A Bitter Pell
By Mamie Voight and Colleen Campbell
Higher education is a crucial pathway to social and economic mobility at a time when income inequality has reached record levels. Yet many of the public universities that should be helping students move forward are instead holding them back by failing to enroll enough low-income undergraduates. As a result, tens of thousands of young people are missing the first, critical step toward opportunity.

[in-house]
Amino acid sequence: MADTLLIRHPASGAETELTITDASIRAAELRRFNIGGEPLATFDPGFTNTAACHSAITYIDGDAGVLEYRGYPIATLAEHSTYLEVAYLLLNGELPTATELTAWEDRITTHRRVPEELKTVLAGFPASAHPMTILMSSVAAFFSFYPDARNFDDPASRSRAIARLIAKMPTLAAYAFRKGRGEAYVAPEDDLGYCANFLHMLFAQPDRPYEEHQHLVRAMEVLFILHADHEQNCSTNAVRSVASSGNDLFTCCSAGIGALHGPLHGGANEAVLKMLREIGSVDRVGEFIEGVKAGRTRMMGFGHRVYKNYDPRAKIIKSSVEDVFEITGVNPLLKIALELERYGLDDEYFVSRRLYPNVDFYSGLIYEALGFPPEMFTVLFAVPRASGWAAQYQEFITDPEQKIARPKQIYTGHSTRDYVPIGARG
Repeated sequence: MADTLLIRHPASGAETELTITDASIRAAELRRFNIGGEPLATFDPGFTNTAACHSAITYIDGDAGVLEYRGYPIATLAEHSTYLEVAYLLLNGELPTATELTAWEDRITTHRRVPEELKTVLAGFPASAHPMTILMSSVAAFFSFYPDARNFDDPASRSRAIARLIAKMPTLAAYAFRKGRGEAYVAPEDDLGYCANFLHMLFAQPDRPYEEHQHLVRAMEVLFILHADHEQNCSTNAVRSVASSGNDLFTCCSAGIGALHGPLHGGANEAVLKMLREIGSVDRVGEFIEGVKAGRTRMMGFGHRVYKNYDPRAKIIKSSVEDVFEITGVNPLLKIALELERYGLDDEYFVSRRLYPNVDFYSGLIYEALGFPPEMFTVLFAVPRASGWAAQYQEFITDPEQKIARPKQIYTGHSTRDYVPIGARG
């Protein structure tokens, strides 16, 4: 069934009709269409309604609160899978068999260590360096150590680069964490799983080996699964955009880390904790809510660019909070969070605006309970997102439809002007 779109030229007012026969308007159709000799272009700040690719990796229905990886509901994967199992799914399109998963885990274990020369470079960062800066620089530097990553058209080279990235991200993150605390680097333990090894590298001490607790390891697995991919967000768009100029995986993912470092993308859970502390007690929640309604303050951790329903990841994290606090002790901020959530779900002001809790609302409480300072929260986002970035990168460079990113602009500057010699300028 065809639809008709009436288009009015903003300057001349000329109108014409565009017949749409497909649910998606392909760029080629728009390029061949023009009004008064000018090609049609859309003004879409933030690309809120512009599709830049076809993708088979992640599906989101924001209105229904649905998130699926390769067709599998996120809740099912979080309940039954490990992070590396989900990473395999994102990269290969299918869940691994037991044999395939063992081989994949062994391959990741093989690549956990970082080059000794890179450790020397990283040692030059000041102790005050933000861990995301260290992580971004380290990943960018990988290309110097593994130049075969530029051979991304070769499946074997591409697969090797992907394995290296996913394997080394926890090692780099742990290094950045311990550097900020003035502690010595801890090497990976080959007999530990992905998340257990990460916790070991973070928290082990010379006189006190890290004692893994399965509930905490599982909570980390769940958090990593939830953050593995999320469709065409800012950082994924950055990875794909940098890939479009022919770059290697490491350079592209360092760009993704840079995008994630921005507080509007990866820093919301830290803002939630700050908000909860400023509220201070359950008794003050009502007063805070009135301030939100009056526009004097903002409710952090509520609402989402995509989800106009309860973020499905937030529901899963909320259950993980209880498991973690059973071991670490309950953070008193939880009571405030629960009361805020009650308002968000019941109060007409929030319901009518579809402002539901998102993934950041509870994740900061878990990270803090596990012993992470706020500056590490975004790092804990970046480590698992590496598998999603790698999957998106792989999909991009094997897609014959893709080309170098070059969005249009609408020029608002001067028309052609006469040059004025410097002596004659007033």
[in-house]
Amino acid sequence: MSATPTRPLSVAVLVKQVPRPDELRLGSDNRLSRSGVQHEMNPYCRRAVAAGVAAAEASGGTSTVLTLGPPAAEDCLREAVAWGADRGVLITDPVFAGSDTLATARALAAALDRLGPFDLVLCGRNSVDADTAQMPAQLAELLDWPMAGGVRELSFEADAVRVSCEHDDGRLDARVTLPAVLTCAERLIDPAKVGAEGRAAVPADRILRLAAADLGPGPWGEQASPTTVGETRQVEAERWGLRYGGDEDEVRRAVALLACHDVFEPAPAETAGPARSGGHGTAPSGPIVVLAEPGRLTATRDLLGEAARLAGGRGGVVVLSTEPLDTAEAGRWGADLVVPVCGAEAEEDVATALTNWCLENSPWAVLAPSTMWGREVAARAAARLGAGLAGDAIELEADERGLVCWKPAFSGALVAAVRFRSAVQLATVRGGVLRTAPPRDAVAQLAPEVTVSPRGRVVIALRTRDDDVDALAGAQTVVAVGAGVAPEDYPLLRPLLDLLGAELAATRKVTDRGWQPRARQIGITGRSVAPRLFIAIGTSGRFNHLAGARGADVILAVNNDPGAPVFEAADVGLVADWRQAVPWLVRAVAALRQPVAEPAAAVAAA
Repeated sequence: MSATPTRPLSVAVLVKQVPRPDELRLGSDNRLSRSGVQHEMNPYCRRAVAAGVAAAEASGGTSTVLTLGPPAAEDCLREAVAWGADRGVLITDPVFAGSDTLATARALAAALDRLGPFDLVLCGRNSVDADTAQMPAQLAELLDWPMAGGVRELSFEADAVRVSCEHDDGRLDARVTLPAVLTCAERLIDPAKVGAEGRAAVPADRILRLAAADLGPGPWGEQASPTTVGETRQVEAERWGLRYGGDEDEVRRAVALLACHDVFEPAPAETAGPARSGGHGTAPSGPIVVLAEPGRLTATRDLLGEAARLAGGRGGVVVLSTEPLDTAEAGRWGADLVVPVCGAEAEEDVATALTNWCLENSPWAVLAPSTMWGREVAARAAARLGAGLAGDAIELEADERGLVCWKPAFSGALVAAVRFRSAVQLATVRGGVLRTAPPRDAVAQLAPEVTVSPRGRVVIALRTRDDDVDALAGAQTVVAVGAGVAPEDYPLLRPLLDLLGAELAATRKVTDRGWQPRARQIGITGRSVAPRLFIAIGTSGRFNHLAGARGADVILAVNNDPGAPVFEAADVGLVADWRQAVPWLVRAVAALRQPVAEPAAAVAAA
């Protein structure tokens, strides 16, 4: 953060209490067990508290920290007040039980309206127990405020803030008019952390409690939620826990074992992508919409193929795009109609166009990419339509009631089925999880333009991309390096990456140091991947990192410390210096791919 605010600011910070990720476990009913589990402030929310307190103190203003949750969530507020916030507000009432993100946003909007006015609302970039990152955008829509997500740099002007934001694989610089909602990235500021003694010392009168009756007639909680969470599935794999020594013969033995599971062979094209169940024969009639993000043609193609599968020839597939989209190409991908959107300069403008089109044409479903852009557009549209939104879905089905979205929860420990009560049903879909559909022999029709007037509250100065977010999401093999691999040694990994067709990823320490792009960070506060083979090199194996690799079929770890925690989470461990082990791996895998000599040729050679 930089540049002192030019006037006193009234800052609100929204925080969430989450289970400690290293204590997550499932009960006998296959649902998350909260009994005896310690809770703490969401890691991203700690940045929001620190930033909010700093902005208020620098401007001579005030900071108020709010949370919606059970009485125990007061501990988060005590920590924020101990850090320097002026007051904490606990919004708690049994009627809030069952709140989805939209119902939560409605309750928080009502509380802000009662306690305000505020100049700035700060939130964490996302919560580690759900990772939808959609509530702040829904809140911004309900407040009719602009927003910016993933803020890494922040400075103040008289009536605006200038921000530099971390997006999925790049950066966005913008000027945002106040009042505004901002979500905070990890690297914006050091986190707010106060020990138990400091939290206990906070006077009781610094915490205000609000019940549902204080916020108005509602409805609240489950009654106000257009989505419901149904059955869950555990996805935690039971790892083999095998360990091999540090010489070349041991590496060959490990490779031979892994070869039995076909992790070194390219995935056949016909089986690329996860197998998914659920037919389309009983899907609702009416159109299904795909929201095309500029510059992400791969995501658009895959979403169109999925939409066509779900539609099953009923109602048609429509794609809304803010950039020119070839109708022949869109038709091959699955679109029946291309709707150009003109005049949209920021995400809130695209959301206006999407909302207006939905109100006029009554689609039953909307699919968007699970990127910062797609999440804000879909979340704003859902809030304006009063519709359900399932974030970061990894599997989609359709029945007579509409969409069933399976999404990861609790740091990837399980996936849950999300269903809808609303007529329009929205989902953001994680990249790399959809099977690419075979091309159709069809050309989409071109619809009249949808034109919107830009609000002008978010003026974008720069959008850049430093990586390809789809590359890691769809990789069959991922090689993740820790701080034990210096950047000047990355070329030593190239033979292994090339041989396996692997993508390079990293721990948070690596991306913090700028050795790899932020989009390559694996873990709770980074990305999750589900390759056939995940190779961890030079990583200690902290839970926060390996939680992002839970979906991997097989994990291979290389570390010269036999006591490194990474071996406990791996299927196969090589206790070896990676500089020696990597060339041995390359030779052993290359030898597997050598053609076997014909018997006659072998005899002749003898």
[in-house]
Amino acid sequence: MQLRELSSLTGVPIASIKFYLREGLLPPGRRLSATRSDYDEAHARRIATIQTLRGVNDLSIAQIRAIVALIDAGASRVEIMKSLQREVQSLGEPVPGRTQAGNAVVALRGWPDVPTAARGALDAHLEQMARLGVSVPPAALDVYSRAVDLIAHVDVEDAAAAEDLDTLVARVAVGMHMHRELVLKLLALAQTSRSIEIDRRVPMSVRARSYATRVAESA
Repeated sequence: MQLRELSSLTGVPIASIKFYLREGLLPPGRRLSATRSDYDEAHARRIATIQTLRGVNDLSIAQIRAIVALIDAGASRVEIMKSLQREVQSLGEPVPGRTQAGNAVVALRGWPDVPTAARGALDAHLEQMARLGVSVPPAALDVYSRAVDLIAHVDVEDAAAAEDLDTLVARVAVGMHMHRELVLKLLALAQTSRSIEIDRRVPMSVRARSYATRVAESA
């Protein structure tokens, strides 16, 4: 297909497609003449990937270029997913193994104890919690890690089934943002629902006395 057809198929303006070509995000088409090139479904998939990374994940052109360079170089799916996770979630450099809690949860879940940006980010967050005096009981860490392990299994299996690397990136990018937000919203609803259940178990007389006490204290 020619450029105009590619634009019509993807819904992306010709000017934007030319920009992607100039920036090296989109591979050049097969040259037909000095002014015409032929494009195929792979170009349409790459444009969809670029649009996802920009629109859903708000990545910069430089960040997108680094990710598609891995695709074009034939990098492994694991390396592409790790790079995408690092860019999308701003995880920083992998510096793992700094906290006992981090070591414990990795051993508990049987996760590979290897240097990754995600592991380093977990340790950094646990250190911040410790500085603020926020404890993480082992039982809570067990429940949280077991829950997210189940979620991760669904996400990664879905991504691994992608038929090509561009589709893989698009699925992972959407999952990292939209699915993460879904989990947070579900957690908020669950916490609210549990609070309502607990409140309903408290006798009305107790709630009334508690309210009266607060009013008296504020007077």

Which institutions could be doing a better job of enrolling and graduating more low-income students? The answer to that question, it turns out, can be derived from data in the Washington Monthly’s own rankings. Those rankings include a “predicted Pell enrollment rate” measure. This statistic compares the percentage of students enrolled at a given college who receive a federal Pell Grant to the percentage who would be statistically expected to enroll, given the college’s selectivity. Importantly, this calculation does not suggest that every selective college must enroll huge proportions of low-income students—only as many as other, academically similar colleges have already enrolled.
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